What Are Double Pane Windows? Differences, Costs, & Benefits

Many of our customers overlook a simple measure to effectively warm their homes and reduce their electricity bills: double pane windows. Installing double-pane windows can provide many benefits to your home. 

Double pane, or dual pane windows, are windows with two panes of glass glazed to the movable part of the window (sash) and placed in the window’s frame. The glaze insulates the window, and in turn, your home. 

People with older homes should strongly consider the upgrade to double pane windows. Why are double pane windows better? Allow me to explain. 

What Do Double Paned Windows Do?

Double pane windows have a small space between the two glass panes that creates an air pocket. This air pocket keeps the outside elements from affecting the temperature inside of your home. This air space also contains a desiccant that prevents condensation from forming. 

The more energy-efficient windows have argon gas fill between the panes for extra insulation. Argon is a clear, slow-moving, odorless gas that significantly greatens thermal efficiency. 

The large difference between single and double pane glass is the structure. Single pane glass has one pane while double has, you guessed right, two panes! A single pane window costs less, sure, but your heating and A/C bills are going to be steep. You are looking at saving roughly 20% to 30% with double pane windows. Over time, the savings are significant. 

Windows are often the main source of temperature loss for a home. If you have old single-pane or poorly installed windows, you are racking up the electrical bill with little to show for it. If you are not thinking of the long-term picture here, you are going to pay for it quite literally. Over time, double pane windows will pay for themselves, with returns of around 80%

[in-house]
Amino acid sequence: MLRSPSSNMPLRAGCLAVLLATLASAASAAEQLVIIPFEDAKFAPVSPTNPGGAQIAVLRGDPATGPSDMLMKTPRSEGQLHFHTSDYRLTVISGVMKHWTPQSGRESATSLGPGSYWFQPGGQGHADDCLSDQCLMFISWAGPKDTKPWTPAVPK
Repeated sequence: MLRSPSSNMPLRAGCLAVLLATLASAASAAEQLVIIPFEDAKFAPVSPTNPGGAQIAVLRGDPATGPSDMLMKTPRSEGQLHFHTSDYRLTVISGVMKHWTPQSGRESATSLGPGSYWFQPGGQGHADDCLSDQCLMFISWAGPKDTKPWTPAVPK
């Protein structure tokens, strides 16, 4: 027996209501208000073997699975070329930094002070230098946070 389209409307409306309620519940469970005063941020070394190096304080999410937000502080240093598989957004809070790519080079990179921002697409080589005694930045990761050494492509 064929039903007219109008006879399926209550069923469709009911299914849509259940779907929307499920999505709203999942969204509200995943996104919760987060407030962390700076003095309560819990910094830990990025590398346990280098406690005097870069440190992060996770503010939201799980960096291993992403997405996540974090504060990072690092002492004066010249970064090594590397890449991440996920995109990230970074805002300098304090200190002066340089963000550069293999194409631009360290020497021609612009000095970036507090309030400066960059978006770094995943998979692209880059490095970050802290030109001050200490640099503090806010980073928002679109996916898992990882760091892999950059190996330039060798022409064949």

An extra pane of glass also means extra sound reduction from outside noise resulting in a quieter home. Cut down on noise pollution from car engines, loud children, and those noisy squirrels and birds. 

Do double pane windows need storm windows? Luckily for us, they do not. Double pane windows remove the nuisance of putting up and taking down storm windows, an arduous task come spring and winter. The need for extra protection from summer and winter temperatures is therefore removed. Beyond this, think of all the time saved from having to do this year in and year out!

Double pane windows are available in many beautiful styles such as single hung windows, horizontal sliders, and fixed picture windows. Installing dual pane windows in your home will be sure to provide you with a quieter, happier environment for you to enjoy. 

Going Green

When I talk about going green, I am not talking about solar panels and wind turbines here. The average American household spends $1,500-2500 on energy bills and 45% of that cost is for heating and cooling. The National Fenestration Rating Council (NFRC) labels are an effective measure of how well a product can retain heat inside of a room, how much air will enter the room through a product, and other important qualities. 

TNT Home Improvements prides itself on providing quality Amerimax window installations in the Loveland, CO area. These windows have excellent NFRC ratings and meet or exceed Energy Star requirements in all climate zones. Beyond that, they are beautiful to look at.

Your Individual Carbon Footprint

Home energy use comprises a huge chunk of your carbon footprint, with estimates that this eats up around 27 percent. It is estimated that replacing single-pane windows with double-pane windows will save on average up to $465 per year.  

Window Films